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Man, you are stubborn! Logic was never one of AMD's fans strengths. I admire you for what you are doing now, I don't have the nerves to do that. You have a thumbs up from me for all your comments.
1 1 [Posted by: cosminmcm  | Date: 02/19/12 11:51:39 PM]
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0 3 [Posted by: veli05  | Date: 02/20/12 09:27:14 AM]
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Honest question: You don't think AMD engages in viral marketing activities or has closer ties with certain reviewers?

It's ironic that you despise such tactics but yet you link a site from one of the most-NV hated reviewers in the world, who is also incompetent in hardware testing. Did you even read the pathetic HD7770 review from [H]? Notice how it disagrees from every other review on the Internet? That guy's credibility with reviewing graphics is 0. HD6870 and GTX560Ti pummel HD7770 and he still thinks HD7770 is a good value. What a joke [H] is. Kyle Bennett is a vocal NV hater as well, going way back. He tries to provide "real world playability" but yet finds playing FPS games at 30-35 fps and racing games at 40-45fps average acceptable. Also, time after time his results don't agree with any other website that also do manual game testing runs - Bit-Tech, Hardware Canucks, GameGPU, Anandtech.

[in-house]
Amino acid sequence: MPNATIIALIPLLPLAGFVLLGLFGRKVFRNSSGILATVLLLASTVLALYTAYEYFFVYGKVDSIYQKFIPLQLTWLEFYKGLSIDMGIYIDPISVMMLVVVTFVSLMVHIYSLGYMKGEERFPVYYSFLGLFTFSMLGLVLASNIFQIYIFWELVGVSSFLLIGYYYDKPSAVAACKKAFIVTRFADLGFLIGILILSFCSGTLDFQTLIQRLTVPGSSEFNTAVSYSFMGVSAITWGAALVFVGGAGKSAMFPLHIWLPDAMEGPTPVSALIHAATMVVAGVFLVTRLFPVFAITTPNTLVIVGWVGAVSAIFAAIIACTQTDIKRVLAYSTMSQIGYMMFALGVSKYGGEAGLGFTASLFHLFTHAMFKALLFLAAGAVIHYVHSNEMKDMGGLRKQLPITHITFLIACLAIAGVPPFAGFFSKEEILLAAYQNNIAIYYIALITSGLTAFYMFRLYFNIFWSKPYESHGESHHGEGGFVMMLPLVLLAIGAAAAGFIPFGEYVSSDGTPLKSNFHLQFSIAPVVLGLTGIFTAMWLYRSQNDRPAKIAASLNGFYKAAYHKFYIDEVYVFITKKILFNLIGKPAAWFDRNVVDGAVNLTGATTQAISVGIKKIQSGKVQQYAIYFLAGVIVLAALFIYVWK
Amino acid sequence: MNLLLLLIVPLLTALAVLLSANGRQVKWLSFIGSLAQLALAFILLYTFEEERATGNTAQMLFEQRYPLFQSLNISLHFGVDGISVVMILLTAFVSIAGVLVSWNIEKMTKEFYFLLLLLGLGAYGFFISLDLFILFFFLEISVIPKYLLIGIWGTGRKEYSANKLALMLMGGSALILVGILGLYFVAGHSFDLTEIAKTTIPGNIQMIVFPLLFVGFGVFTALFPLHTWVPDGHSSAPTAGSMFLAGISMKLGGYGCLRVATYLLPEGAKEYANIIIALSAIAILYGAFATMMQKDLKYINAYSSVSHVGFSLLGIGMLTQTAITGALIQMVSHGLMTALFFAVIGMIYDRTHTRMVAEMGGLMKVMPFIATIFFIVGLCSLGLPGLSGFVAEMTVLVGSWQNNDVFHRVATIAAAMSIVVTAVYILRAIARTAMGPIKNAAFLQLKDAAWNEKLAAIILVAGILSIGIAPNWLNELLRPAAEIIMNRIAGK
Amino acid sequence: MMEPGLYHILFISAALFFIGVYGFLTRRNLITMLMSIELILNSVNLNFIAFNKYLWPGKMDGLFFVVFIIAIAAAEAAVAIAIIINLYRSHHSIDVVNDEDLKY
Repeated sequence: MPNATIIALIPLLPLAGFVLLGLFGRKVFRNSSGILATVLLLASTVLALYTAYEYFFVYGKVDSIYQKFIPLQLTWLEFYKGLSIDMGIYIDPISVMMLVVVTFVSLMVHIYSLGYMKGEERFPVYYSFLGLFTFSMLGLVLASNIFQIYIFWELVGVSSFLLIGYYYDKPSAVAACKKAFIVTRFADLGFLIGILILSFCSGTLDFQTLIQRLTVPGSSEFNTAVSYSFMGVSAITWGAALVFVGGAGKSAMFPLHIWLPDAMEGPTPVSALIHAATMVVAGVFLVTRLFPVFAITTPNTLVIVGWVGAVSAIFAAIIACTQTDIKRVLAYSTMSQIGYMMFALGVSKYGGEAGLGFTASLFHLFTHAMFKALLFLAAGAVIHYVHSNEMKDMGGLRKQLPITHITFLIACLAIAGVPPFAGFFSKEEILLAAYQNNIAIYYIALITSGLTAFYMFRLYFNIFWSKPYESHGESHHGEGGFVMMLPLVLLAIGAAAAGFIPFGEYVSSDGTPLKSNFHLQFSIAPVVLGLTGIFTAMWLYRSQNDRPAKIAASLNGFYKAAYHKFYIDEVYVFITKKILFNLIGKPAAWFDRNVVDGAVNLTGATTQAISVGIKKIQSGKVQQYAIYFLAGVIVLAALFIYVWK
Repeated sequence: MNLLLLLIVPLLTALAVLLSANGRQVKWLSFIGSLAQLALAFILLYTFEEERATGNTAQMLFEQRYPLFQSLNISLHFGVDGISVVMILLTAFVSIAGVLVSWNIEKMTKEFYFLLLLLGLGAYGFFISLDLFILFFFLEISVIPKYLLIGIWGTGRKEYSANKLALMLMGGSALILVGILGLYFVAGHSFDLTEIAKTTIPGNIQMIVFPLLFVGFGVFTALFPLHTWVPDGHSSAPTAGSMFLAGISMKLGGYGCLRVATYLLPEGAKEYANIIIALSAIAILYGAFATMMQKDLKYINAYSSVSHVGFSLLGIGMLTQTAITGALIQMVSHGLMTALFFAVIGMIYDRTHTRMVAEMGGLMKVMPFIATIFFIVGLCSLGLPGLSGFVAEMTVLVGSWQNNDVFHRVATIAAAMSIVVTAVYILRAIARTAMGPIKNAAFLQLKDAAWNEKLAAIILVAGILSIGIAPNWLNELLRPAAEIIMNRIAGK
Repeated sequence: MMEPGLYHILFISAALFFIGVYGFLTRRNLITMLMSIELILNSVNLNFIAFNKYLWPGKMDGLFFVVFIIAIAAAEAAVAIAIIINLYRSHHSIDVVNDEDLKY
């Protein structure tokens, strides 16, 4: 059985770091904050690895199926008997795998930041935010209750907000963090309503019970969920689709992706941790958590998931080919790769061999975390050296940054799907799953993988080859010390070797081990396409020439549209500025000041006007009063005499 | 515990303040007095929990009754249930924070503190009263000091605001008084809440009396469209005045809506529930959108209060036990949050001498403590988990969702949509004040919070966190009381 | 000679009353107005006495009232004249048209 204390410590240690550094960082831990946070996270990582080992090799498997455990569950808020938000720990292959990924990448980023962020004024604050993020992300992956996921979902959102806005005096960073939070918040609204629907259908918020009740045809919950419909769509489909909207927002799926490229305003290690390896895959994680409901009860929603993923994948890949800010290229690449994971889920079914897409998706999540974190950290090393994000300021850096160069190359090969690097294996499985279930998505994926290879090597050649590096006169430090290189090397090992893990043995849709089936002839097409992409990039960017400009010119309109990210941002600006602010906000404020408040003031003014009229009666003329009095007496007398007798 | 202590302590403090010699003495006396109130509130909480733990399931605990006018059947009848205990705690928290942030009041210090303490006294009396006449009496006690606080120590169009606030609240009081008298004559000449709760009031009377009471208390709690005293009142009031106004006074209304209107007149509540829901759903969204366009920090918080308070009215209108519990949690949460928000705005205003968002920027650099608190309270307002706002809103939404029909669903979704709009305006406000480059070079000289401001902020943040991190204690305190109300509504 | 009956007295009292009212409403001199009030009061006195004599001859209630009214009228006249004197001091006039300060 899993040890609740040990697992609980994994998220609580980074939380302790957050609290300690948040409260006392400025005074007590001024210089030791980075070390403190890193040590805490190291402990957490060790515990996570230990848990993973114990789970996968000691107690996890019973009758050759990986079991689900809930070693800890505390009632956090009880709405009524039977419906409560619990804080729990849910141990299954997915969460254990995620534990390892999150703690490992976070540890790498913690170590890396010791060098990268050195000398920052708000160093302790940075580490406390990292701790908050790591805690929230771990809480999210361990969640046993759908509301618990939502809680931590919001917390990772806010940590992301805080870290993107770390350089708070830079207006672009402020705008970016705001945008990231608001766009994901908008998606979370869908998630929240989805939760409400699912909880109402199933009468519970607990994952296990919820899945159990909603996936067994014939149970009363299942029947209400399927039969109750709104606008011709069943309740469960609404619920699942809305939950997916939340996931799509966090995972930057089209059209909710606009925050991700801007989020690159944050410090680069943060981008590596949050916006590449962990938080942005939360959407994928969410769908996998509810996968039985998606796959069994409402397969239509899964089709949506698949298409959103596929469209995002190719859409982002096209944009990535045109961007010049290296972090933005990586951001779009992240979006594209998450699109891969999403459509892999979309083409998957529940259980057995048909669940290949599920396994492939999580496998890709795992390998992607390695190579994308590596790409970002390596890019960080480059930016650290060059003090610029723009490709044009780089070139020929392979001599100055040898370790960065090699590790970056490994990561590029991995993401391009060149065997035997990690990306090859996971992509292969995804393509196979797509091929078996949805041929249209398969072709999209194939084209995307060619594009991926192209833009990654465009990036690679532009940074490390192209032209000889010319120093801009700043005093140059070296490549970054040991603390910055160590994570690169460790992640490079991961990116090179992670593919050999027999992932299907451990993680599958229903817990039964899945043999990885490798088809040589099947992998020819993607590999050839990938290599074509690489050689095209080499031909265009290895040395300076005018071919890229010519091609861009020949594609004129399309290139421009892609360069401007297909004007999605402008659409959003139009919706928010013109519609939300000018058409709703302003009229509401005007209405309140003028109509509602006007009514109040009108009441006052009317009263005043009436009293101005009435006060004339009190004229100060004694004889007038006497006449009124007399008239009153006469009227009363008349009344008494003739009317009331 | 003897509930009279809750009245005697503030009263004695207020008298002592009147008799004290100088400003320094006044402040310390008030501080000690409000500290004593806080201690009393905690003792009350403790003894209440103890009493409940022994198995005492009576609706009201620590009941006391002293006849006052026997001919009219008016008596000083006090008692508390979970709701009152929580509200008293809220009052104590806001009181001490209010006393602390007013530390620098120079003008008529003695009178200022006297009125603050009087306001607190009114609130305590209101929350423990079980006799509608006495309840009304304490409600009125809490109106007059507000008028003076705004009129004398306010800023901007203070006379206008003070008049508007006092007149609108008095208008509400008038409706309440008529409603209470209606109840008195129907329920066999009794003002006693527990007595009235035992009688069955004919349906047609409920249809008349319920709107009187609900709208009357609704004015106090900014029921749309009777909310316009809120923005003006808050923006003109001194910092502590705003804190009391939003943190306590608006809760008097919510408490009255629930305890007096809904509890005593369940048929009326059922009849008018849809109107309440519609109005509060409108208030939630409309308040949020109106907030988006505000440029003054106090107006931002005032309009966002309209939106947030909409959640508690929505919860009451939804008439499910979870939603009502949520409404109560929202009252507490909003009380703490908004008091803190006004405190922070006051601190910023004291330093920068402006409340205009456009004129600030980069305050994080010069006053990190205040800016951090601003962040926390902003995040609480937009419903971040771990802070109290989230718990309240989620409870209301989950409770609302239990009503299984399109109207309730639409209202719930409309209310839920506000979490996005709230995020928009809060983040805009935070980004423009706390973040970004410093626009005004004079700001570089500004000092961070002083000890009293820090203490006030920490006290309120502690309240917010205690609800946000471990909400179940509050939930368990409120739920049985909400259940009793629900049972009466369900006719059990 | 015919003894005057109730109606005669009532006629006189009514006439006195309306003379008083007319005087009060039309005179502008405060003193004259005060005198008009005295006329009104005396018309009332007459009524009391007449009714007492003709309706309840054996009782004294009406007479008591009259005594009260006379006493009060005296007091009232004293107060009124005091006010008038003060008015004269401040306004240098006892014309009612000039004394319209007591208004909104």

Obviously it's impossible for anyone on the Internet to "prove" to you that they are not an NV/AMD paid marketer.

For example, even those who might prefer NV cards probably agree that AMD's 7900 series performs very well once it's overclocked ~ 1100mhz+. At the same time there are many AMD card owners who feel disappointed they would have liked for AMD to release 7900 series with more aggressive clocks. I've seen 7950s reach 1200mhz overclocks on air cooling, which amounts to an incredible 50% overclock.

However, I think it's also unreasonable when AMD supporters continuously bash the large die strategy, while ignoring financials, ignore any advantages NV's cards have in terms of image quality/features and produce absolute claims such as the only reason NV still exists is because it has millions of customers who are all fanboys.

Frankly, the post below mine by mosu just highlights that blatant fanboism seems to exist on both sides of the camp.

Both NV and ATi/AMD have produced awesome cards over the years. Only blind AMD fans deny that GeForce 3, GeForce 4, 6800GT, 7950GT, 8800GT/S, 9800GT, GTX460, GTX560Ti and GTX570 weren't great cards.

The anti-NV propaganda is just as pathetic. The same fans that used to dismiss Tessellation and Compute as the future of gaming now use those features to show how much superior AMD cards are.